Liberalization of the economy has facilitated growth in the rice sector


According to the RPA’s General Secretary, Mr. Dharamkumar Seeraj, the liberalization and free-trade policies initiated by the current administration has re-energised the rice sector and the support of the Government – directly and through the Guyana Rice Development Board (GRDB), has been intensive, extensive, and impactful; albeit many of the enabling synergies had to be strenuously fought for by the RPA.

Farmers gradually returned to the fields because the causes for concern that had driven them away from the industry were being addressed, to the extent that over 200 tonnes of Guyana’s cargo rice was being marketed overseas in the mid-1990s. That is, until January of 1997, when the EU incapacitated Guyana’s rice industry with a crippling blow by the restructuring of its import protocol.

Although climate change and other external factors have proven somewhat deleterious to the industry, by and large the rice sector is nowhere near the straits it was in 1990, when cargo rice export fell to an all-time low of 93,444 tonnes under the PNC regime, from the over 350,000 tonnes Guyana had been exporting in the early sixties during the reign of the first PPP government, with Brindley Benn as Minister of Agriculture.

The Government, recognizing the vital importance of sustaining the viability of the rice industry, has initiated several capacity-building and facilitating programmes to ensure that rice farmers can continue to till their land and optimize their profitability, although this is at times derailed by uncontrollable factors, such as the weather; or maverick rice-millers who are often recalcitrant in paying the farmers in a timely way.

Among the interventions made by the Government to alleviate the extant and emerging problems within the sector are:

• The removal of Value-Added Tax (VAT) on all basic food items: fertilisers, pesticides, spares for tractors, combines, as well as equipment that utilises the by-products of agriculture for power-generation;

• The removal of all taxes and duties on diesel;
• Reduction of excise tax on gasoline;
• Enhanced incentives for agriculture and food-production activities for farmers;

• A countrywide consultation on escalating food prices and the establishment of an Inter-Ministerial Committee on Food Prices to monitor the situation;

• The national “Grow More Food” campaign;

• Expansion of the Extension Services provided by the RPA in collaboration with the GRDB;

• Introduction of Farmers’ Field Schools;
• Increased and diversified research programmes by NARI.
Recently, the President has made available to the sector $400 million to mitigate the problems caused by factors affecting the productivity and the profitability of the rice industry.

Agriculture Minister Robert Persaud, during the commissioning of the Dawa Pump Station early in 2008, warned the farmers: “Generally, world food production has entered an uncertain and politically risky period, which is threatening world prosperity and achievement of the Millennium Development Goals (MDGs) aimed at reducing global poverty and hunger. But all indications are that this high-price situation would remain with the world for sometime.”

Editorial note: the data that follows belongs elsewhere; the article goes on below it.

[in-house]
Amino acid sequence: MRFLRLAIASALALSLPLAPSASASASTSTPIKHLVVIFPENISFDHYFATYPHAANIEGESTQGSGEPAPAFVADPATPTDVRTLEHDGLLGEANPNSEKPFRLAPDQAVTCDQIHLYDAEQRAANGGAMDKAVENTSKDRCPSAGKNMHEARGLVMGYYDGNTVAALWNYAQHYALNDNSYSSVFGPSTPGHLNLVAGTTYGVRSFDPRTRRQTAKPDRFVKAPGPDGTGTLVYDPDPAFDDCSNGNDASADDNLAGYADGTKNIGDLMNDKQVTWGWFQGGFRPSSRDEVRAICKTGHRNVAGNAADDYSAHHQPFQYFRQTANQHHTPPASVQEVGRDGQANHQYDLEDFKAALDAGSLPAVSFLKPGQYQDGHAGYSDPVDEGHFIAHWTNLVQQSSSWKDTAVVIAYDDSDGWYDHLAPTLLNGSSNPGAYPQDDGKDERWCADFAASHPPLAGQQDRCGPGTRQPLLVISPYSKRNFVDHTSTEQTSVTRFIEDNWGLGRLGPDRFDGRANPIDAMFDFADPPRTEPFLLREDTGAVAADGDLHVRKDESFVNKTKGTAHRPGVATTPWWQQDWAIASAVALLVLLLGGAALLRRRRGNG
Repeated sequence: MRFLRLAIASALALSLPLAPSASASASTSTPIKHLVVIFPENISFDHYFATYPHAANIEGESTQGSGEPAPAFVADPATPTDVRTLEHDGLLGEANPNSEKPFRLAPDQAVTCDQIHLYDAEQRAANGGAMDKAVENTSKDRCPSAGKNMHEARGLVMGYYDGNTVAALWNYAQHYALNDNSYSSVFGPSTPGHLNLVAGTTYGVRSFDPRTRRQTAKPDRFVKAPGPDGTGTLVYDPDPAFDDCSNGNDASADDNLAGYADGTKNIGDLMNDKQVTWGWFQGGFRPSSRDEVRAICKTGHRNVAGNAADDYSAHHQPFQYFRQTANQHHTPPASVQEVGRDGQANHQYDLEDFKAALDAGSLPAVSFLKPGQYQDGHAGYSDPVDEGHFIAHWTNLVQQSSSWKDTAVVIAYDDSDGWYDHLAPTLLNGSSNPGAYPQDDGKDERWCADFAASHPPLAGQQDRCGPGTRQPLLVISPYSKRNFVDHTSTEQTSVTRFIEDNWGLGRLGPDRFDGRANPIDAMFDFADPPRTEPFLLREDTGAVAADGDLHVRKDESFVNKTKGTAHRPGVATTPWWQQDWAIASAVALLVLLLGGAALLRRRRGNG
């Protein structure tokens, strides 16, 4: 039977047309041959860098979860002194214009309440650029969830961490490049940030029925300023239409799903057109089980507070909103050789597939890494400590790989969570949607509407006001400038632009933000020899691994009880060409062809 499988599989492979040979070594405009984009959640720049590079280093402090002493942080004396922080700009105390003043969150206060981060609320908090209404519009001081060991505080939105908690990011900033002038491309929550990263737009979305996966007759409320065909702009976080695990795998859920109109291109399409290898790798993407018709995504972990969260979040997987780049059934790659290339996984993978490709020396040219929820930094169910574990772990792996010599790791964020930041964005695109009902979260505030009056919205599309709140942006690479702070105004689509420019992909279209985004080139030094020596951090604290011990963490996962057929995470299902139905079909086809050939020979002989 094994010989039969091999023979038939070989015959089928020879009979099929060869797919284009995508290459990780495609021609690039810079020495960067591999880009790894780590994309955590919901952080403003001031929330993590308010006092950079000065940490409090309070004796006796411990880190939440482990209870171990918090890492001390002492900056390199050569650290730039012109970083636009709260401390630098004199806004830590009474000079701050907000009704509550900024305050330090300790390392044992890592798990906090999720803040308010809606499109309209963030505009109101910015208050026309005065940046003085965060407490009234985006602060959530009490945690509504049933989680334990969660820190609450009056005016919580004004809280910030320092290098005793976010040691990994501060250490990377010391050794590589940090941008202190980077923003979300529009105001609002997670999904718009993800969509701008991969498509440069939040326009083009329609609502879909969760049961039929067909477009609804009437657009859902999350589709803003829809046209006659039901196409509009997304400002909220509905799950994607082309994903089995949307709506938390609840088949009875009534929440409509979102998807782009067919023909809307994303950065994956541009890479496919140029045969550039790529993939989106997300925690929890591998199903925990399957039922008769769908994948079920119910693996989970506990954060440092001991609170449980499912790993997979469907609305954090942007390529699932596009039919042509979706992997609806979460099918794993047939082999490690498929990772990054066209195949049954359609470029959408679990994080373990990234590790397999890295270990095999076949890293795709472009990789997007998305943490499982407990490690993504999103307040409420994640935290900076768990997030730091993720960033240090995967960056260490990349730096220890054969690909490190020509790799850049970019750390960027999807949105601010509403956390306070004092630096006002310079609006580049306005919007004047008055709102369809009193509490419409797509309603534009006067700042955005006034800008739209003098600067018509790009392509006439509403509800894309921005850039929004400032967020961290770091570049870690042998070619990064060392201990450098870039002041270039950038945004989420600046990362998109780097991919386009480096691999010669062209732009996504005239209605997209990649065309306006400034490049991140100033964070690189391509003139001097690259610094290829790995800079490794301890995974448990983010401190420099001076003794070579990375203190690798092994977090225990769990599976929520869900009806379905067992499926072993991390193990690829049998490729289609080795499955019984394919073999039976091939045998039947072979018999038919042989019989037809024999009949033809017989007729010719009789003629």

The high prices for inputs have daunted some farmers, but most are resilient and, with the Government’s continued and sustained assistance, and the support of the RPA, many are prepared to stay the course.

Drainage and Irrigation is always under the Government’s microscope, and the continuum of interventions includes:

• Significant improvement in the operation and implementation of the flood control structures;

• Construction of additional drainage outlets countrywide;
• Major rehabilitation of approximately 600 miles of canals and drains, as well as the Dawa Pump Station;

• Rehabilitation of pump stations, structures and drainage outlets;
• Negotiations for financing to optimize efficiency and capacity of the conservancies, especially with the objective to maximize the availability of arable lands for farming activities;

• Installation of the Doppler Weather Radar;
• Expansion of the Hydrometeorological monitoring network; among others.

Two days ago, Agriculture Minister Robert Persaud told rice farmers at Mibicuri that $200M will be spent for the purchase of fertilizer to assist rice farmers.

He said the distribution exercise was delayed as many farmers were not being honest.

It should be noted that the rice sector is the second most important agricultural industry in Guyana, contributing about 40% of the agri sector GNP, or 12% of GDP.

Facilitated by Keith Burrowes through CIDA, support from BCCP concretized an RPA dream, of accessing to farmers top-quality seed paddy at competitive prices. Seeraj said that the Association is also working toward establishing fuel depots and importing fertilizer in an effort to reduce and stabilize, as much as possible within the constraints of world market prices and other factors, the price of inputs in agricultural production.

Guyana has, since the days of our ancestors, been producing enough food to feed ourselves. However, with the Jagdeo Initiative on Agriculture and Guyana’s “Grow More Food” campaign Guyana has entered a new dimension in food production and has broken grou
nds in vital markets.

Having lost some of our niche markets in Europe, our Government is not prepared to buckle under.

As in the case with sugar, when the EU tried to cut the ground under our feet with its restructured import policies and prices, Guyana’s policy-makers rose to the challenge and strategized to ensure that our rice sector emerges from every setback stronger and more competitive in the global arena.

The ground-breaking Venezuelan market is a case in point; and this is just the beginning of Guyana’s climb into a world player in agricultural products.